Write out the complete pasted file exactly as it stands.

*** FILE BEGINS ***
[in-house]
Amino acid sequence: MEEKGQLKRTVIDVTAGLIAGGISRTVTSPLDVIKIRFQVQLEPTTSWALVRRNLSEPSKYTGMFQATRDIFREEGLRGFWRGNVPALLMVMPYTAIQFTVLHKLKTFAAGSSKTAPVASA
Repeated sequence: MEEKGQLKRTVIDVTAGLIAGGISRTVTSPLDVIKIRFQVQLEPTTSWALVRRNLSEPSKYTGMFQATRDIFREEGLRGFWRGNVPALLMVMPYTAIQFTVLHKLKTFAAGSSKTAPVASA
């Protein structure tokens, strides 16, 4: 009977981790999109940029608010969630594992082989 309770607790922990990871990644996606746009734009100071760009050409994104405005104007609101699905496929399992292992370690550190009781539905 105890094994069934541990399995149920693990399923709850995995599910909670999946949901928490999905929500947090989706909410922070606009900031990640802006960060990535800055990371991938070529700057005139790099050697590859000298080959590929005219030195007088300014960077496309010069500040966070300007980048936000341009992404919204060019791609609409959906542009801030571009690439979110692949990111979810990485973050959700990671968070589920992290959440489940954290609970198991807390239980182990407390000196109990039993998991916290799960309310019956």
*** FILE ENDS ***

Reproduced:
[in-house]
Amino acid sequence: MEEKGQLKRTVIDVTAGLIAGGISRTVTSPLDVIKIRFQVQLEPTTSWALVRRNLSEPSKYTGMFQATRDIFREEGLRGFWRGNVPALLMVMPYTAIQFTVLHKLKTFAAGSSKTAPVASA
Repeated sequence: MEEKGQLKRTVIDVTAGLIAGGISRTVTSPLDVIKIRFQVQLEPTTSWALVRRNLSEPSKYTGMFQATRDIFREEGLRGFWRGNVPALLMVMPYTAIQFTVLHKLKTFAAGSSKTAPVASA
């Protein structure tokens, strides 16, 4: 009977981790999109940029608010969630594992082989 309770607790922990990871990644996606746009734009100071760009050409994104405005104007609101699905496929399992292992370690550190009781539905 105890094994069934541990399995149920693990399923709850995995599910909670999946949901928490999905929500947090989706909410922070606009900031990640802006960060990535800055990371991938070529700057005139790099050697590859000298080959590929005219030195007088300014960077496309010069500040966070300007980048936000341009992404919204060019791609609409959906542009801030571009690439979110692949990111979810990485973050959700990671968070589920992290959440489940954290609970198991807390239980182990407390000196109990039993998991916290799960309310019956």